â??Iâ??m a firm believer in doing your homework thoroughly. As I mentioned in my opening press conference, I pride myself on my work ethic and in putting my staff together, Iâ??m looking at every variable possible. With that said, Nathanielâ??s abilities and creativity arose to the forefront at a very early stage. I believe heâ??s going to be highly successful in our organization and our players are going to enjoy executing our offensive schemes.â??

You ran an up-tempo, â??K-gunâ??-like offense at Syracuse. Will that philosophy continue here? How much will the quarterback play into that decision?

â??We will soon be in the process of looking at film of each player on our roster and his particular skill set. We will develop an offense that bests suits those skills sets.â??

What will be the identity of the offense?

â??We will have a foundation that enables us to put our players in the best position possible to win.â??

Is Nathanielâ??s hiring just another step closer to the team selecting Ryan Nassib in this yearâ??s draft?

â??I understand the rationale for the question, but hiring Nathaniel as our offensive coordinator has nothing to do with which players we will select in this yearâ??s Draft.â??


Coach Marrone said in his introductory press conference that he wanted coordinators with thorough NFL experience. You are 33 and have four years of experience at the NFL level. Do you feel that you have enough to run an NFL offense?

â??Without a doubt. I think my experience in the NFL for those four years as a quality control guy working with a guy like Jon Gruden was really multiple, multiple years for any coach. The amount of projects and the amount of drawings that I did -- I think I summed up almost 20,000 past drawings that I created in working for him and all of those great coaches that were there. The foundation that was started to be built then was just amazing. To learn that much about the NFL in what we did there and then the biggest thing by far is to be with Coach Marrone.

Coach Marrone is a very well respected coach throughout the NFL. His experience with the offenses is just amazing. To learn that from him first-hand and to work with him very intimately on creating a system while we were there at Syracuse learning all the things that he wanted carried over from the NFL. It not only gave me the foundation in the pass protection and the run game, but just overall how to put everything together to correspond with thatâ??protect the quarterback and run the ball.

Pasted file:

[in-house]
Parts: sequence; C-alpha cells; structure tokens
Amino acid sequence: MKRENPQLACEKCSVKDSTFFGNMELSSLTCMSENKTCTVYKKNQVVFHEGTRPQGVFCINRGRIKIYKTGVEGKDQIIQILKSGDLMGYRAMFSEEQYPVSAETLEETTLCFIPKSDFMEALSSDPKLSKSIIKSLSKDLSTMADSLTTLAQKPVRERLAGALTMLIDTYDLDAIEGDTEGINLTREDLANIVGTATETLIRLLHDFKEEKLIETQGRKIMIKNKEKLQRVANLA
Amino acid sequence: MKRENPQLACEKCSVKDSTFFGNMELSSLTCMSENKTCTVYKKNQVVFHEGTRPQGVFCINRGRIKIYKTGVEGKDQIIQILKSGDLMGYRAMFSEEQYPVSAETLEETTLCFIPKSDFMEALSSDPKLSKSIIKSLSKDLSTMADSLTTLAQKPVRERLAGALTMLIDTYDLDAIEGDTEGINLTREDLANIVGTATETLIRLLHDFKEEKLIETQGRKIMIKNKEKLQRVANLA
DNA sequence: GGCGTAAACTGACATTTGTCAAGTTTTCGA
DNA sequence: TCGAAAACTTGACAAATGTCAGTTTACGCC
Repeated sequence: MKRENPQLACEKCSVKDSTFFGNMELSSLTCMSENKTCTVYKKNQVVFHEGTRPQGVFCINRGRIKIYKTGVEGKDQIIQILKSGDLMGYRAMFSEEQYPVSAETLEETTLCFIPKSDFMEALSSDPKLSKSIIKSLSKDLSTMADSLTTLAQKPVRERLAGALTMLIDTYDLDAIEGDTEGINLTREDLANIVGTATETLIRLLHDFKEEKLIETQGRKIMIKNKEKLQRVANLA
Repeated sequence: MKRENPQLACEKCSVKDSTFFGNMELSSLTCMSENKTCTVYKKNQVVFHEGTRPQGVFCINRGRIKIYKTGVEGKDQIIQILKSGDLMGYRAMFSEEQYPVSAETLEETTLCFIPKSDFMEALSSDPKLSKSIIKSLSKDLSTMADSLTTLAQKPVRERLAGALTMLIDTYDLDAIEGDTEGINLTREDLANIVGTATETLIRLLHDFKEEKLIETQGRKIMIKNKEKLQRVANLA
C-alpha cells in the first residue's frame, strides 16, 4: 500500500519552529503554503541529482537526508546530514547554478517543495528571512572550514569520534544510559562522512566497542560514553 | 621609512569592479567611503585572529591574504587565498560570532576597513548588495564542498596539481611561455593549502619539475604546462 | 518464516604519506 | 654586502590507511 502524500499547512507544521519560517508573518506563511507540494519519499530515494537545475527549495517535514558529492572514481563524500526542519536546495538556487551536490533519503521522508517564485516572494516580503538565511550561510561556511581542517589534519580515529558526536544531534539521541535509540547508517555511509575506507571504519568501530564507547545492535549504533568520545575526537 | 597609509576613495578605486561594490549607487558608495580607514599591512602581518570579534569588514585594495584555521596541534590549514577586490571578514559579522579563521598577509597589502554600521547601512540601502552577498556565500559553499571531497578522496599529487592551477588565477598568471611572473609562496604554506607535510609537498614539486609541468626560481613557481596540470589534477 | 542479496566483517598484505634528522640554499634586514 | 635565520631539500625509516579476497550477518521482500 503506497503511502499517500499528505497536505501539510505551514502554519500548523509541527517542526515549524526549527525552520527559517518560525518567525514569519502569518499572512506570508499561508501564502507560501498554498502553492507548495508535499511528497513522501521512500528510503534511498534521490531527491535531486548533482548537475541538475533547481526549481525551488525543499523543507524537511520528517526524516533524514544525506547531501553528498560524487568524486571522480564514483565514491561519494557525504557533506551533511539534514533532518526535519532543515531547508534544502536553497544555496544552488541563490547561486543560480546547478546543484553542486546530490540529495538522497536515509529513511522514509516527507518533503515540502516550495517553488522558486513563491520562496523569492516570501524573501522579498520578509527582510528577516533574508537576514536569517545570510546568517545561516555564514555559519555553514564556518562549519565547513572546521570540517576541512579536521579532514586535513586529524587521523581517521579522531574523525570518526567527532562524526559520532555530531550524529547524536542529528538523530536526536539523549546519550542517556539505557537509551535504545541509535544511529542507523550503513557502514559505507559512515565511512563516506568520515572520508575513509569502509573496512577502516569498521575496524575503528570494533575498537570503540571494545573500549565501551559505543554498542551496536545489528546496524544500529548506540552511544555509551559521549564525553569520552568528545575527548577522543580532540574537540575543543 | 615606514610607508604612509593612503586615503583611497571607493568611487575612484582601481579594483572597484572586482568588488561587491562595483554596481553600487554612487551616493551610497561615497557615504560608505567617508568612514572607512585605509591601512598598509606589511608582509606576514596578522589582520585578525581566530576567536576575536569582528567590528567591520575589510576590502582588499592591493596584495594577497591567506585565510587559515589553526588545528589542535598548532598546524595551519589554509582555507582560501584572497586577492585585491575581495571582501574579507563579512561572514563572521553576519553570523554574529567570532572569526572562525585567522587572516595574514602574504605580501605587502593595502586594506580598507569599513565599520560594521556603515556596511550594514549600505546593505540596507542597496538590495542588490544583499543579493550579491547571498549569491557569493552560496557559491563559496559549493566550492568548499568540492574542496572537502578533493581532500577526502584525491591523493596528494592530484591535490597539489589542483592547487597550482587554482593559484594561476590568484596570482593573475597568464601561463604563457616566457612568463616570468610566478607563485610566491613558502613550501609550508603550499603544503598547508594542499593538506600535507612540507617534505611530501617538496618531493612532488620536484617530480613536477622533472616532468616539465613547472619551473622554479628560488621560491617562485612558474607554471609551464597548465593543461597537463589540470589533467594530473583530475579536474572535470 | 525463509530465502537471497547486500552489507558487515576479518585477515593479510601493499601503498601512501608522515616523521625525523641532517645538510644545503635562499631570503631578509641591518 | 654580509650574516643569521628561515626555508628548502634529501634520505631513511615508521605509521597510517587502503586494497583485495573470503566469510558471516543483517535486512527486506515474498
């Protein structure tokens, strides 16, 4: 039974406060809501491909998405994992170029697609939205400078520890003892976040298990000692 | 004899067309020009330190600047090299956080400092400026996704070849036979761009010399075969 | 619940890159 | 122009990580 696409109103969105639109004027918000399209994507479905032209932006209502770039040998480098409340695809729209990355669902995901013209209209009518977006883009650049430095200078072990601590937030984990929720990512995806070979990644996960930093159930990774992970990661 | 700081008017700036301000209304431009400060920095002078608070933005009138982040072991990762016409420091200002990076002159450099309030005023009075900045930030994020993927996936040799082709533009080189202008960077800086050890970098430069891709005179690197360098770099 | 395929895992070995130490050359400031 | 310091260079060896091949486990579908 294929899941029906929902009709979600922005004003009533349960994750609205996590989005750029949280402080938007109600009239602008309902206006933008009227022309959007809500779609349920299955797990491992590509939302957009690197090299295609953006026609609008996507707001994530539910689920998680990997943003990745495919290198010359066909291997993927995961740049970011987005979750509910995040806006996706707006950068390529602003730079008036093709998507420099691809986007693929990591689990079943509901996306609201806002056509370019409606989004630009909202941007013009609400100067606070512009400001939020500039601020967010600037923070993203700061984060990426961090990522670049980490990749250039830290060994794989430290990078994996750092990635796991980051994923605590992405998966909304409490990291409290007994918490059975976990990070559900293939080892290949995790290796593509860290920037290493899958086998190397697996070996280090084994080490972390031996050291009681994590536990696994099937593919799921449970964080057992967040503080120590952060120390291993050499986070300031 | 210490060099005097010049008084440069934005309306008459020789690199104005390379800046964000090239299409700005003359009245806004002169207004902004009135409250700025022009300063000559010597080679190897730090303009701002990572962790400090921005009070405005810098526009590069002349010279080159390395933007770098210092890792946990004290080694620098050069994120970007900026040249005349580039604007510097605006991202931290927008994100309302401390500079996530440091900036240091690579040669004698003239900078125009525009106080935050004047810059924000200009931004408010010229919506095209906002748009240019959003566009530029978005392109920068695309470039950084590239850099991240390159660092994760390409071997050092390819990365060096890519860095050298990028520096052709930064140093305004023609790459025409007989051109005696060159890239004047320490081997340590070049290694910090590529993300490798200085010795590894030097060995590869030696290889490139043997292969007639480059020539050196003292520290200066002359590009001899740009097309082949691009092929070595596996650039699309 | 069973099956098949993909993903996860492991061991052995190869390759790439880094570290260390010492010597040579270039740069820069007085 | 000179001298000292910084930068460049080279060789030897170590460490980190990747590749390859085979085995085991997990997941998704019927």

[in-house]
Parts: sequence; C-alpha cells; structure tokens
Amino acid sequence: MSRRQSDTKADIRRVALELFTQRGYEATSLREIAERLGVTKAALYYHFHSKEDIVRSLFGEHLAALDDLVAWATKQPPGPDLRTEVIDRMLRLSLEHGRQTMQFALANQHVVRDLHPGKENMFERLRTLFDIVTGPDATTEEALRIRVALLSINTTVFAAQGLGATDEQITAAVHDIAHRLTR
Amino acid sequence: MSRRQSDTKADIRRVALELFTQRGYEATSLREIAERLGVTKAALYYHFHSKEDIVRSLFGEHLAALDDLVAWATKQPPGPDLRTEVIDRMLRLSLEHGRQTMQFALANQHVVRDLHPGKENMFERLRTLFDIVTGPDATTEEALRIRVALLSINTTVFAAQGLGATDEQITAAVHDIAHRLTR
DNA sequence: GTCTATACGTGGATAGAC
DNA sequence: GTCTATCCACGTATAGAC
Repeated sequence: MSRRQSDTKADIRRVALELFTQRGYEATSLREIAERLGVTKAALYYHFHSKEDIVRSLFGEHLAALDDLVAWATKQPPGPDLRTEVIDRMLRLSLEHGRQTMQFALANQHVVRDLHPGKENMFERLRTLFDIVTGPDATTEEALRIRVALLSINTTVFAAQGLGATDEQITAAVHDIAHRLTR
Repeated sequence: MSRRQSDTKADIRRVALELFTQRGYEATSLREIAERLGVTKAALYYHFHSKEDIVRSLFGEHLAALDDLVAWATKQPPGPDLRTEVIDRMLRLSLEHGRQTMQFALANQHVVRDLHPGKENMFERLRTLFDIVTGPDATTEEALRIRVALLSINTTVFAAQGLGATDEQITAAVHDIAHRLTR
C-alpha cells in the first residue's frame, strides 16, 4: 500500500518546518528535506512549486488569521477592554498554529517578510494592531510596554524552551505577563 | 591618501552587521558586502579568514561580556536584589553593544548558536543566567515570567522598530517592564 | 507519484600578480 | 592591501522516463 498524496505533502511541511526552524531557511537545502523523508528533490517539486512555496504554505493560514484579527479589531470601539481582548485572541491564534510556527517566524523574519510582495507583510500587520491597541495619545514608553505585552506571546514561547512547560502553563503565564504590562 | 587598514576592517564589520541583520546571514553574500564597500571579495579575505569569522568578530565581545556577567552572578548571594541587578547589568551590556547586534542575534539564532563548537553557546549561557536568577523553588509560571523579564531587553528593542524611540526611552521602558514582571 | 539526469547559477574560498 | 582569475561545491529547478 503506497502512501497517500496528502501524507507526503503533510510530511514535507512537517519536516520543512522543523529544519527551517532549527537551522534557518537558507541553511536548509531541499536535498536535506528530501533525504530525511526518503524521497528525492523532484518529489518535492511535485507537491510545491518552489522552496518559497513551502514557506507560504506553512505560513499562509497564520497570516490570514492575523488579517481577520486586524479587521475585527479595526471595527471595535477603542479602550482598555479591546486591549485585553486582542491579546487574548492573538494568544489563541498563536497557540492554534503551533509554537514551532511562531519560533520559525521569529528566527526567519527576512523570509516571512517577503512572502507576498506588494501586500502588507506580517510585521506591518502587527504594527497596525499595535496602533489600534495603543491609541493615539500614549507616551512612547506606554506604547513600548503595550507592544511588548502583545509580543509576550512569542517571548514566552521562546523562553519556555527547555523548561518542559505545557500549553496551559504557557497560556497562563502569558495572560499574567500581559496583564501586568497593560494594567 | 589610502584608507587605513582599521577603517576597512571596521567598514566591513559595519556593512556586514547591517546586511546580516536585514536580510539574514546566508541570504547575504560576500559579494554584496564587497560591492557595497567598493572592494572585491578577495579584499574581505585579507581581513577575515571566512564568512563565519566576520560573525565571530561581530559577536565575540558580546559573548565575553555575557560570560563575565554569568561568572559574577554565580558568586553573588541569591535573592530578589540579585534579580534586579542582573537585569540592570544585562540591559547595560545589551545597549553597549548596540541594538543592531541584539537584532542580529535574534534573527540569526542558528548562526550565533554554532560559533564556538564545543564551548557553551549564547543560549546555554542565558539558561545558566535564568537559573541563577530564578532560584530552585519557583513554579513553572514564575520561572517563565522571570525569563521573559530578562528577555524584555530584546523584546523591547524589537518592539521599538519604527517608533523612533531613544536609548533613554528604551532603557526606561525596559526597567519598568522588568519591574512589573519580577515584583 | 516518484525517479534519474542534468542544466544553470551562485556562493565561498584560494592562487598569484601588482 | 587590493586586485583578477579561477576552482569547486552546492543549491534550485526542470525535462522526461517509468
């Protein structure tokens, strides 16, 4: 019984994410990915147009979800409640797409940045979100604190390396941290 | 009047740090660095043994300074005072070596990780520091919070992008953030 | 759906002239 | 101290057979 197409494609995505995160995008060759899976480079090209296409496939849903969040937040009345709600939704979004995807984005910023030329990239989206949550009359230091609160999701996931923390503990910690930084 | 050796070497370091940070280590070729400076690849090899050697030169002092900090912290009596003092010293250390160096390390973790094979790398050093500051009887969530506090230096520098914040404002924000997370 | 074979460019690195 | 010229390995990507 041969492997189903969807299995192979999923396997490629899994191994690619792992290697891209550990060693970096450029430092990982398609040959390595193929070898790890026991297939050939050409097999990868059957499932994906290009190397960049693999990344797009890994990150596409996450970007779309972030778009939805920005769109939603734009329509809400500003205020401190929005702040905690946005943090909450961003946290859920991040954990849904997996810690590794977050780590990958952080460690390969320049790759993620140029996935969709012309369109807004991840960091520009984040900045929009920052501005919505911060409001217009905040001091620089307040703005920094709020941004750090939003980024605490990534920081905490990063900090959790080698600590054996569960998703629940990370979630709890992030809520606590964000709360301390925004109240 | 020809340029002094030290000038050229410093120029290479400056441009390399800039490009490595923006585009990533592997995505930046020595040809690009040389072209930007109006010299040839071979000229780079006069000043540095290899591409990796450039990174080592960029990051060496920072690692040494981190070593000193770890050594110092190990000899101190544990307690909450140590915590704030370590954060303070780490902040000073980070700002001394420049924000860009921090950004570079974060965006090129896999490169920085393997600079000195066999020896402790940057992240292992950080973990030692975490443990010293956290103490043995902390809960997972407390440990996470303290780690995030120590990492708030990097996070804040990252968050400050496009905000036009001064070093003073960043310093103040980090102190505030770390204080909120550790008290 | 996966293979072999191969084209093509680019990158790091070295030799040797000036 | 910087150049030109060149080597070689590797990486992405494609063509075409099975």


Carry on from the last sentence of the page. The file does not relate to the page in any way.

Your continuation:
I think that when you have a guy like Doug Marrone or a guy like Jon Gruden, the different people that I have worked with like Alex Van Pelt -- it is amazing how much you can learn if you want to absorb it. That was something that I wanted to do. I wanted to absorb as much as I could and that is what has gotten me to this point right now.â??

What kind of offense do you think you will be running? Will it be a pro-style? Will it be up-tempo/k-gun like you ran at Syracuse?

â??I think the critical part is to create the foundation. Start from the ground and create a nomenclature to have a system and a language that the players believe in. Once you find that out and you create that then you find out what players do well within that foundation. From that point you get to change your tempo, you get to change what you do and really work to what they do best. I think right now the biggest part is the foundation and then evaluating the players to see what they can do within that foundation and then from the tempo standpoint, you go from there.â??

Are you going to advocate for the Bills to draft Syracuse QB Ryan Nassib? You mentioned after the Pinstripe Bowl that if you were an NFL coach you would want him to run your team.

â??Ryan Nassib is a talented player. He was a pleasure to work with while I was at Syracuse. I think right now it is about evaluating our Buffalo Bills team first.â??

You worked with QB Ryan Fitzpatrick your last season in Buffalo. Do you think he should remain on the roster in 2013 and would you want to work with him again?

â??I really enjoyed working with Ryan during my time with the Bills a few of years ago and we have kept up a great relationship since then. I think once again right now it is about evaluating everyone here and seeing what he has done these past couple of years that I have been gone. And then we can go from there and see what everybody in the building really believes in at every position.â??